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SHERIDAN, Wyo. — After purchasing his 30th “usable piece of art,” Ivan Stalick was thrilled.

“It’s an exciting time,” he said, grinning broadly while carrying a long, narrow cardboard box with the name Weatherby printed in large type.

Stalick was one of thousands of people who would visit Weatherby Inc. on Thursday for the company’s grand opening. Weatherby is known for manufacturing rifles and shotguns, but also makes ammunition and shooting accessories.

To commemorate its relocation to Wyoming from California, Weatherby made 36 special Sheridan rifles. The .240 caliber rifle Stalick bought has the town’s name etched on the floor plate. The firearm will now hold a special place in Stalick’s collection, but he also plans to shoot the gun.

Weatherby's Grand Opening in Sheridan, Wyo.

Owners Brenda and Adam Weatherby, center, pose for pictures with people from regional businesses at the grand opening of Weatherby's facility in Sheridan, Wyoming, on Thursday.

New home

Located just west of Interstate 90, Weatherby announced its move from Paso Robles, California, to Wyoming in 2018. Since then it’s been a tense time for the company’s chief executive officer, Adam Weatherby.

“Lately I feel like I’ve been a wedding coordinator, you know, planning a party,” he joked after greeting visitors and posing for photos outside the expansive facility.

“We just make guns and sell them, so this is kind of new for us,” he said.

He spoke while standing between a row of 11 conservation group booths and local food trucks as a live band played in the driveway. Youngsters walked or stood in line with cardboard antlers crowning their heads.

The event is a culmination of the company’s nationwide search for a new headquarters and place to manufacture that began in 2014, narrowing it down to six states. After deciding on Sheridan, the company began hiring new employees. For 50 openings, Weatherby said 3,500 people applied.

Tour

Jordan Davis was one of those applying. The Sheridan resident was working across the street at a vacuum manufacturing company when he sought a job at Weatherby. After four rounds of interviews he was hired as a product manager. On Thursday he was leading quick tours of the facility, which includes a 100- and 300-yard indoor shooting range in the basement. Although the public wasn’t allowed in the basement, the tour did end in the company’s newly completed lobby.

The high ceiling of the room is adorned with an antler chandelier. On one side of the fireplace a full wolf mount stands growling toward a full African lion mount on the opposite side. Racks of T-shirts, jackets, caps and other Weatherby gear lined shelves. Nearby, a gun showroom has one of every firearm the company has ever made.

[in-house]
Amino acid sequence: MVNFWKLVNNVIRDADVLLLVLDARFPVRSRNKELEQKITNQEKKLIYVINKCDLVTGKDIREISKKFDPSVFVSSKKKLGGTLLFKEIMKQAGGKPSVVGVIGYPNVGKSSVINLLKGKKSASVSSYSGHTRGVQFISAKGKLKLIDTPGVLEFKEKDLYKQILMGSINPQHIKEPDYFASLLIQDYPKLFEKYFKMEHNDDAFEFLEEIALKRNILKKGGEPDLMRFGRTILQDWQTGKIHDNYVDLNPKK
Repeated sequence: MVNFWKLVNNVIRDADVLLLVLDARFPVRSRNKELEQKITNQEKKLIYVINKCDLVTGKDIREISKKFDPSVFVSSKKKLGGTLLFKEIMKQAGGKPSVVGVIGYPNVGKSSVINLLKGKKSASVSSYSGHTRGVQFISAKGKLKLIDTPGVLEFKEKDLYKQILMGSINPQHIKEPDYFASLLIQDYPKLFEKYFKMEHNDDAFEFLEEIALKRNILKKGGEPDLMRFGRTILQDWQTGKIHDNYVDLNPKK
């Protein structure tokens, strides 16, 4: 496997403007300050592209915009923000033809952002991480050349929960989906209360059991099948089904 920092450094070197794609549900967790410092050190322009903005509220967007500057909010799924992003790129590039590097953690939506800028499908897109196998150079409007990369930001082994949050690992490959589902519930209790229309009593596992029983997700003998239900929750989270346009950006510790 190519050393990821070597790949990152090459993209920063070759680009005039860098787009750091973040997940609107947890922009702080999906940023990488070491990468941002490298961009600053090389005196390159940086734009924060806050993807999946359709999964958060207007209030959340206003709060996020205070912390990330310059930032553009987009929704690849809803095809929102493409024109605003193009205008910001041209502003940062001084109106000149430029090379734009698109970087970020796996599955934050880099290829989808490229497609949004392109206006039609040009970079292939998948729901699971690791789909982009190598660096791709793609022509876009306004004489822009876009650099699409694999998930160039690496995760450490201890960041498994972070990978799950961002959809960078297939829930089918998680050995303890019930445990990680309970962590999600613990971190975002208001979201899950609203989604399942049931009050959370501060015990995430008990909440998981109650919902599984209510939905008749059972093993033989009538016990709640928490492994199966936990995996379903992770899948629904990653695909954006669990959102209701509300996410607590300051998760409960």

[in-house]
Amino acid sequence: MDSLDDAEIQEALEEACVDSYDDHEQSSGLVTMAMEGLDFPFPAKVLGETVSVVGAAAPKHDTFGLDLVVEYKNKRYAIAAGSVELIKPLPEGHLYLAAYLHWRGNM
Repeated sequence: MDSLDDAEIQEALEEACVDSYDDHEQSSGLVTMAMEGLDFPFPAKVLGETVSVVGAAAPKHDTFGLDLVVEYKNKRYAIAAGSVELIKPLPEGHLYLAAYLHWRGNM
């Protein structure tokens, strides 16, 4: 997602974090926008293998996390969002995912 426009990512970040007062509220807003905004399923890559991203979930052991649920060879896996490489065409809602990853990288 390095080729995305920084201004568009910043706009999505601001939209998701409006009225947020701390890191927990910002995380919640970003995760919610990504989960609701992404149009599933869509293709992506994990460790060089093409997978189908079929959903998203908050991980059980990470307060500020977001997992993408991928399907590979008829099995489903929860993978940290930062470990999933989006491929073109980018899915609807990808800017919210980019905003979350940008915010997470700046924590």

The facility and the tours were enough of an attraction for three generations of Dee McClure’s family to attend, including her husband, daughter, sister, brother-in-law and parents.

“We’re all hunters,” she said of her immediate family.

Her daughter, Andrea, won a Weatherby rifle during a recent Rocky Mountain Elk Foundation auction attended by Adam Weatherby.

“So we wanted to come see him,” said Lee, Dee’s husband. “He seemed like a pretty nice feller.”

Weatherby's Grand Opening in Sheridan, Wyo.

Eleven conservation groups set up displays and raffled off gear during the grand opening.

Crowds

Standing at the front of the line to enter the warehouse at 9 a.m. — an enviable spot considering the long column of people that stretched around the side of the building — was 79-year-old Loveland, Colorado, resident Dean Mizer and his wife, Carol. Wearing a National Rifle Association cap, Dean said he had only arrived 15 minutes early to snag the choice position in line. The couple was in the area camping with friends when they heard about the event and decided to visit.

After the tour, Dean said, “I just figured it would be bigger.”

“I think it could be something big in the long run,” Carol added.

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Moving

Adam Weatherby is likely happy he didn’t have a larger company to move.

“I wouldn’t recommend it to anybody I loved,” he said. “It’s a ton of work.”

Fifteen 53-foot-long truckloads of equipment were hauled to the new facility. Only 12 of the company’s 75-member staff moved, 15 new people came from out of state and the rest were hired locally. New hires were sent to California to learn the business. As much as possible, manufacturing was ramped up to increase inventory to help bridge the month when everything was shut down to move.

Why move to Wyoming? Weatherby took a deep breath to answer that question.

“People, first and foremost,” he said. “To have this sort of turnout is representative that we chose the right area. The culture, the outdoor culture, the work ethic, obviously the business climate, the tax climate and then the pro-Second Amendment is what we were looking for.”

He also praised the beauty and access to the nearby Bighorn Mountains and the wildlife the state contains, along with the local college to train graduates that may one day work at Weatherby. Closing out he thanked the state, former governor and local officials for helping to seal the deal.

The $12.5 million building was built with a grant from the Wyoming State Loan and Investment Board to the Sheridan County Economic Development Task Force, according to the Associated Press. Weatherby has a 20-year lease to pay back the cost with an option to buy.

For Weatherby fans like Stalick, having the company move to his hometown is thrilling. Fifteen years earlier the “sickness was on” for Stalick when he bought his first rifle, just a hunter who wanted a “pretty rifle.”

“I’ve been collecting Weatherbys for the past 15 years, so it’s a pretty special thing for them to move to town.”

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